Born in the GDR: Living in the shadow of the
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IT IS hard to imagine what it must be like to have all the
values you grew up with suddenly shattered, a seismic shift, almost
without warning, under your feet. That was the destiny of some 17
million East Germans after 9 November 1989. No one could
encapsulate the experience of a whole nation in one book; so Hester
Vaizey, a Cambridge don, has selected a way of focusing complicated
research and reducing it to one modest (but well produced) volume
of 200 pages.
She has chosen to recount the story of eight people who were all
young on the day the Wall fell. This has an advantage: most of the
subjects lacked the experience to formulate a world-view, either
for or against a regime where the Stasi ruled. They were simply
children of their parents, and, to a large extent, were who they
were in a society that was what it was - except that its days were
The eight are well chosen, for contrast of gender, parents'
political background, and social privilege (or deprivation). The
most valuable feature of these objective studies is that the author
has not used this research as an opportunity for lambasting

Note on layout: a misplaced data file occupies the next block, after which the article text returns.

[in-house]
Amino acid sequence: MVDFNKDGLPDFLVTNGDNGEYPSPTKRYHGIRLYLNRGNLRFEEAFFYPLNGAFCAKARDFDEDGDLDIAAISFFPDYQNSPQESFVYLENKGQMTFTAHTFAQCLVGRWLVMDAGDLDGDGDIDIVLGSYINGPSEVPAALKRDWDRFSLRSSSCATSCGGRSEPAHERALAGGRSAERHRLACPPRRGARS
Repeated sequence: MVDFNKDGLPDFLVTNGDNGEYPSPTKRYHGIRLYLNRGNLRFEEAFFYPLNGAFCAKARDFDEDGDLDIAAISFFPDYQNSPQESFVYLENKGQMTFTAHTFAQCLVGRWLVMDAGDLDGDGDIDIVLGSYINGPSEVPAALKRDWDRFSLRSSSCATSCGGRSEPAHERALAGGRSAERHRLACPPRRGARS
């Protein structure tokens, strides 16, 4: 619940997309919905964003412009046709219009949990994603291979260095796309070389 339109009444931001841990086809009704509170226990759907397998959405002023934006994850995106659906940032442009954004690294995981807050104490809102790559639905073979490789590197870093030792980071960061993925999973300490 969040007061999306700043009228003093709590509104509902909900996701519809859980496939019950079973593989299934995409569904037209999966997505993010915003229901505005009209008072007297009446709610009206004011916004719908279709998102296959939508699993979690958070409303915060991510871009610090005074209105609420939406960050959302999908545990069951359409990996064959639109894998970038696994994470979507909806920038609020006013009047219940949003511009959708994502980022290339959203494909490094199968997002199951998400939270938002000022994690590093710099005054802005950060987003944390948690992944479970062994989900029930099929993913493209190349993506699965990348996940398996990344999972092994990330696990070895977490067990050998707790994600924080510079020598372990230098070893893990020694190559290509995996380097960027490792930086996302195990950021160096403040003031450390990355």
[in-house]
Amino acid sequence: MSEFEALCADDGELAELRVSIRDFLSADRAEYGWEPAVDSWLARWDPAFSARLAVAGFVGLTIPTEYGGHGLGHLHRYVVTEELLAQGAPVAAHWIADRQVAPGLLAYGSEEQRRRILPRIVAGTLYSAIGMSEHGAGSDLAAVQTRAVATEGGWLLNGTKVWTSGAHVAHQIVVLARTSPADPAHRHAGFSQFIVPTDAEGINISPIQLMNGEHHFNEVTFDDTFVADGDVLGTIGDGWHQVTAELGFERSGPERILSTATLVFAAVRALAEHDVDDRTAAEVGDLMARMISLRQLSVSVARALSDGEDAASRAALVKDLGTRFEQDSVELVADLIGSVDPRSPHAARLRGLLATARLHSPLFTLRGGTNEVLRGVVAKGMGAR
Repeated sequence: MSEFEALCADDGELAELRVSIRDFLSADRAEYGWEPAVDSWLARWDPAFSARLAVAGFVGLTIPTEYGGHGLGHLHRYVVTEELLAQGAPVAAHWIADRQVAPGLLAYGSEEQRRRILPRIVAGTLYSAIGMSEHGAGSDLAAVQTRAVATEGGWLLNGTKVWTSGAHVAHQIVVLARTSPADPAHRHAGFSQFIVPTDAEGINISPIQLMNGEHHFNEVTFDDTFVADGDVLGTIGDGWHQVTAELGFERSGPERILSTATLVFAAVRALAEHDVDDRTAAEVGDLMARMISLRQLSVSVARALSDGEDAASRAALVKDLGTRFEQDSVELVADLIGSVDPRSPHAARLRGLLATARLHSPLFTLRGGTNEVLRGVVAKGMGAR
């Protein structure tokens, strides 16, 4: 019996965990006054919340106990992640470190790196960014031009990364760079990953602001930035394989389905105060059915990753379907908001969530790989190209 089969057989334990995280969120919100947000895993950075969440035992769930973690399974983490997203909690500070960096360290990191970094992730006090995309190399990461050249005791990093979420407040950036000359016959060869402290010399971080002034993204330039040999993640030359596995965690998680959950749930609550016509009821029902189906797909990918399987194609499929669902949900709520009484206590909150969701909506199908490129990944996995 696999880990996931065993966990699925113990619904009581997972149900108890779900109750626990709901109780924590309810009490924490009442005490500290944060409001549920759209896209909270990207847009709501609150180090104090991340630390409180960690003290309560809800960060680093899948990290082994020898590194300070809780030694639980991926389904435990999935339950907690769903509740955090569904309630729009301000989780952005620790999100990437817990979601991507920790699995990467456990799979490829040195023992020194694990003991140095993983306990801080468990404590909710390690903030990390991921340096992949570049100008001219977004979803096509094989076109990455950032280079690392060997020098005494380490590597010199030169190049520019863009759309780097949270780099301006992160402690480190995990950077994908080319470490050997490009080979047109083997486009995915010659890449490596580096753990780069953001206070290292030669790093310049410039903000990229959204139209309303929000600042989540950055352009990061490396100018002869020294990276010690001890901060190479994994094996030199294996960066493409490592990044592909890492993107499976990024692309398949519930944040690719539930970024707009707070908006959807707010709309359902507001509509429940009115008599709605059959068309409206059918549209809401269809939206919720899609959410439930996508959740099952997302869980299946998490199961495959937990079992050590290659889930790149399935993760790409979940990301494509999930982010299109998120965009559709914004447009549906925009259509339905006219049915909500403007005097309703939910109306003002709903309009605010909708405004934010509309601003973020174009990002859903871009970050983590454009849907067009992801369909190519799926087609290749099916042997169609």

communism and praising the capitalism that succeeded it. The first
subject, Petra, "wishes that politicians today were more open to
learning from things that did work well in the GDR, rather than
rubbishing everything about East Germany". Other subjects, such as
Mario, who was unjustly imprisoned as a boy under the old regime,
would reject that contention, but therein lies the fascination of
Occasionally there are statements that lapse into banality.
Peggy did not "feel relief or a sense of freedom at last" when the
Wall fell - but she hardly would have done at ten years old, would
she? One of the oldest subjects, Katharina, was born into a
Christian family the year the Wall was built; so her whole
spiritual formation focused on her beliefs. She suffered
discrimination at school, but nevertheless became a pastor under
the old system. There is more concentration on her domestic life
than her public one, however, and it would have been interesting to
have a much fuller account of the pressures she had to overcome.
Nevertheless, she survived relatively unscathed, and is active as a
The book is full of intriguing insights, and the documentation
and bibliography are exemplary.
Canon Michael Bourdeaux is the President of Keston